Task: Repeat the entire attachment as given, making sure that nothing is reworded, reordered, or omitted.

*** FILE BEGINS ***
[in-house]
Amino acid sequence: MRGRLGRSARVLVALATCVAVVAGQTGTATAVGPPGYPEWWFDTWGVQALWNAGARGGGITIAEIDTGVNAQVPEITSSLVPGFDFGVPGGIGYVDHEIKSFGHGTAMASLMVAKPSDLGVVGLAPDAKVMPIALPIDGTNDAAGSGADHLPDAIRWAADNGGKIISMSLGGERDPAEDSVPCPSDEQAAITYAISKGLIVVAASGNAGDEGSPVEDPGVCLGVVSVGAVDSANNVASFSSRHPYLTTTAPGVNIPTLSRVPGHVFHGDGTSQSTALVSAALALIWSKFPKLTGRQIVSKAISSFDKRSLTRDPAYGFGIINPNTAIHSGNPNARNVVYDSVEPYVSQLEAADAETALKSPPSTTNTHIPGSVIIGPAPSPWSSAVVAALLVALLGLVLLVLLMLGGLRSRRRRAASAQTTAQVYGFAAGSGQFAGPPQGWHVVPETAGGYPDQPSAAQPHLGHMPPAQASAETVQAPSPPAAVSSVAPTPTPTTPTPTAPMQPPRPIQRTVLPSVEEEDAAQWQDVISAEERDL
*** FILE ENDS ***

[in-house]
Amino acid sequence: MRGRLGRSARVLVALATCVAVVAGQTGTATAVGPPGYPEWWFDTWGVQALWNAGARGGGITIAEIDTGVNAQVPEITSSLVPGFDFGVPGGIGYVDHEIKSFGHGTAMASLMVAKPSDLGVVGLAPDAKVMPIALPIDGTNDAAGSGADHLPDAIRWAADNGGKIISMSLGGERDPAEDSVPCPSDEQAAITYAISKGLIVVAASGNAGDEGSPVEDPGVCLGVVSVGAVDSANNVASFSSRHPYLTTTAPGVNIPTLSRVPGHVFHGDGTSQSTALVSAALALIWSKFPKLTGRQIVSKAISSFDKRSLTRDPAYGFGIINPNTAIHSGNPNARNVVYDSVEPYVSQLEAADAETALKSPPSTTNTHIPGSVIIGPAPSPWSSAVVAALLVALLGLVLLVLLMLGGLRSRRRRAASAQTTAQVYGFAAGSGQFAGPPQGWHVVPETAGGYPDQPSAAQPHLGHMPPAQASAETVQAPSPPAAVSSVAPTPTPTTPTPTAPMQPPRPIQRTVLPSVEEEDAAQWQDVISAEERDL